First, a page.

Menu

InstagramTwitterYouTubeFacebookSnapchat
Globe Icon
Join and support LGBT+ journalism

Join

and support
LGBT+ journalism

US

Felycya Harris becomes the 31st known trans person to be violently killed in the United States this year so far

Patrick Kelleher October 7, 2020
Felycya Harris trans woman killed

Felycya Harris, who became the 31st trans person violently killed so far this year in the United States (Facebook)

Felycya Harris has become the 31st known transgender person to be violently killed in the United States so far this year.

Harris, 33, was shot dead in Meadowbrook Park in Augusta, Georgia on Saturday (3 October). Her body was discovered shortly after 1pm, local media reported.

Her death was initially classed as suspicious by police, however law enforcement authorities confirmed on Monday (5 October) that it was being treated as a homicide.

Harris, a self-employed interior decorator, became the third trans person killed in the area in the last year.

Friends and family of trans woman Felycya Harris were thrown into mourning as news of her death broke.

Her friends were left in shock and mourning as news of her death broke.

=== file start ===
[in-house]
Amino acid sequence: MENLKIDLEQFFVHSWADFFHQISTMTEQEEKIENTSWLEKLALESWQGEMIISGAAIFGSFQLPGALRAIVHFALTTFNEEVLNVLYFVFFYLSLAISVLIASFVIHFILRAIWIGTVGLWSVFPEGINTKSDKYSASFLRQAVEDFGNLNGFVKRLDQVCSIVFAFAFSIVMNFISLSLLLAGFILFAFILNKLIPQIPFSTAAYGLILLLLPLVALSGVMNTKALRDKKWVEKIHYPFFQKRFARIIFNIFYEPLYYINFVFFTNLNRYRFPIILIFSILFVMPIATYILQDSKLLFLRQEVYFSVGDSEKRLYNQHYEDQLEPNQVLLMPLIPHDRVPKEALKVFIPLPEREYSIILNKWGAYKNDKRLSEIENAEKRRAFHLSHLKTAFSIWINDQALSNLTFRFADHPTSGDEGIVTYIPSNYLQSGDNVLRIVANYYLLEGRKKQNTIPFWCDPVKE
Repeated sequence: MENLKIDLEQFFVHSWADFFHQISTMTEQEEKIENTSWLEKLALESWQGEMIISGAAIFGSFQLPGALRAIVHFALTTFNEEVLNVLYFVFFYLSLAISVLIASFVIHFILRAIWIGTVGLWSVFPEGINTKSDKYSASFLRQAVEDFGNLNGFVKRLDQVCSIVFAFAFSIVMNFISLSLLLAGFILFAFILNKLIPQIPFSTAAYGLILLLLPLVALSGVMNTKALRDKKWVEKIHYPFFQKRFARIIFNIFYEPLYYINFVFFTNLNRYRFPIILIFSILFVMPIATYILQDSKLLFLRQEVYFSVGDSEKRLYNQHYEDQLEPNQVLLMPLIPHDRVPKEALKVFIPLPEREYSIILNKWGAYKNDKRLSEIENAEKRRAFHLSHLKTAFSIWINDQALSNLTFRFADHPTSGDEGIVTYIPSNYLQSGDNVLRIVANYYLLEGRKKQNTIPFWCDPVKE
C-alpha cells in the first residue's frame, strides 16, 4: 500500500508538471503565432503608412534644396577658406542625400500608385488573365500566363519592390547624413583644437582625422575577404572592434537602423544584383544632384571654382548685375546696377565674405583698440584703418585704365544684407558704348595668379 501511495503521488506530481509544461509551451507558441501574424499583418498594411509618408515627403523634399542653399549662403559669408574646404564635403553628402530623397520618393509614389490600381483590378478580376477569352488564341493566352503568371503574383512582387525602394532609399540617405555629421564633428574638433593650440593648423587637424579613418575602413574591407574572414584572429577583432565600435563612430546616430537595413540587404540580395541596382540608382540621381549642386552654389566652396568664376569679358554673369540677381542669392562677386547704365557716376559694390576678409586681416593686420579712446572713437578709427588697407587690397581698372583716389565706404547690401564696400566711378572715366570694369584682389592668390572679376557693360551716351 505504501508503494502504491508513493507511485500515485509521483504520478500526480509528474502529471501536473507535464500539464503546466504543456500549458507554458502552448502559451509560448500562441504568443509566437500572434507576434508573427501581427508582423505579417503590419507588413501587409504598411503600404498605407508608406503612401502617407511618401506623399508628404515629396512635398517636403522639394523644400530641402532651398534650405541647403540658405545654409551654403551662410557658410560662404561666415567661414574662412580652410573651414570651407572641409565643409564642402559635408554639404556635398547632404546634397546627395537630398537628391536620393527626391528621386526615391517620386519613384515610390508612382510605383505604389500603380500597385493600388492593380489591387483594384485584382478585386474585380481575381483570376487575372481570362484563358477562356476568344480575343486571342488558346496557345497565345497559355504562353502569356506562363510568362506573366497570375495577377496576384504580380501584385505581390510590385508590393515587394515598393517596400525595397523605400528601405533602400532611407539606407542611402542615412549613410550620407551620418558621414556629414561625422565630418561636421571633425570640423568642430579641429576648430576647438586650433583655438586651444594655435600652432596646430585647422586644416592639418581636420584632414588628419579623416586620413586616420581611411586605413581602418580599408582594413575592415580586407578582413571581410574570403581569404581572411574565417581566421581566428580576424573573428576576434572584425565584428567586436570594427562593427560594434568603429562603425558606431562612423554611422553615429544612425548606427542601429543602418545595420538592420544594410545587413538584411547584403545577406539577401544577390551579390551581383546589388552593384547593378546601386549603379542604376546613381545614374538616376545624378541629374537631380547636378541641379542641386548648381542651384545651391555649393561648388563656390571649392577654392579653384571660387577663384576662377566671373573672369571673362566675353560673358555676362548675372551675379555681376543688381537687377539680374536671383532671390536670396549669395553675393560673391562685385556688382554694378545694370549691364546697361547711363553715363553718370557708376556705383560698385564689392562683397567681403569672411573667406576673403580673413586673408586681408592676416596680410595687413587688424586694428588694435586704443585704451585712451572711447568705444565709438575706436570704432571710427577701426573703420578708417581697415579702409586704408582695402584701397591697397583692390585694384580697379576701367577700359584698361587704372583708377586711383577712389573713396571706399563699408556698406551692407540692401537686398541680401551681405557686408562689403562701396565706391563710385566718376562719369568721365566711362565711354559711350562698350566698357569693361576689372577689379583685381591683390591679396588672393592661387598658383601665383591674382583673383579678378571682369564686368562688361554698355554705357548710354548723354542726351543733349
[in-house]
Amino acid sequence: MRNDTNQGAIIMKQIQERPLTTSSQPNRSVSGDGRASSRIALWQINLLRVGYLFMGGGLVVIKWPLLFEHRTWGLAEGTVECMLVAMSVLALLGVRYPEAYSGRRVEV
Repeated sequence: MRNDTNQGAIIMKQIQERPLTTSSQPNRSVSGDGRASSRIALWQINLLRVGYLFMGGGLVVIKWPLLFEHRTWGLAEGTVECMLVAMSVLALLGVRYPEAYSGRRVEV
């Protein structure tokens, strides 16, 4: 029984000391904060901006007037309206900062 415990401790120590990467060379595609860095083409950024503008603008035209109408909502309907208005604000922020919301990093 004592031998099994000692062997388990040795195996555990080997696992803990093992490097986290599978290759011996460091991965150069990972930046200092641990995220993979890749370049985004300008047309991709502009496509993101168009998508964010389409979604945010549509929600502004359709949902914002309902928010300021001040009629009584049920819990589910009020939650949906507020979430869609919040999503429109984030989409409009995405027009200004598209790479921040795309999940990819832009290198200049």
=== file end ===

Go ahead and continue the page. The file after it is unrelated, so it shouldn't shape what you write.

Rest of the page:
“Everybody’s going to remember Flycya. That laugh. The smile – the smiles. The talks. The arguments. The attitudes. Everybody is going to remember who Felycya Harris is. Nobody would ever forget who that is,” Ricola Collier, Harris’ friend, told WRDW.

“I just want justice to be served for my friend,” Collier added.

A suspect has not yet been identified in the case, and local police are appealing for anyone with information to come forward.

“With news of the death of Felycya Harris, we have hit a grim milestone: We have now matched the highest number of transgender or gender non-conforming people who were victims of fatal violence in one year – and there are three more months left in the year,” said Human Rights Campaign (HRC) president Alphonso David.

“This epidemic of violence, which is particularly impacting transgender women of colour, must and can be stopped.

“We must work to address the factors that underpin this culture of violence and openly discuss how the intersection of racism, sexism, homophobia, biphobia and transphobia work to deprive transgender and gender non-conforming people of equal access to opportunity and necessities like employment, housing and healthcare.”

This epidemic of violence, which is particularly impacting transgender women of colour, must and can be stopped.

Since Harris’ death, she has been deadnamed and misgendered by some local media outlets in a cruel blow to those that loved her.

The number of trans people violently killed in 2020 has already surpassed the number who died in similar circumstances in 2019.

According to LGBT+ rights groups, the true number of trans people violently killed is likely even higher, as many are deadnamed or their deaths are misreported by media.

 

 

More: Alphonso David, Augusta, Felycya Harris, Georgia, Human Rights Campaign, trans murder, trans violence, transphobia

Swipe sideways to view more posts!

Dismiss

Loading ...

Close icon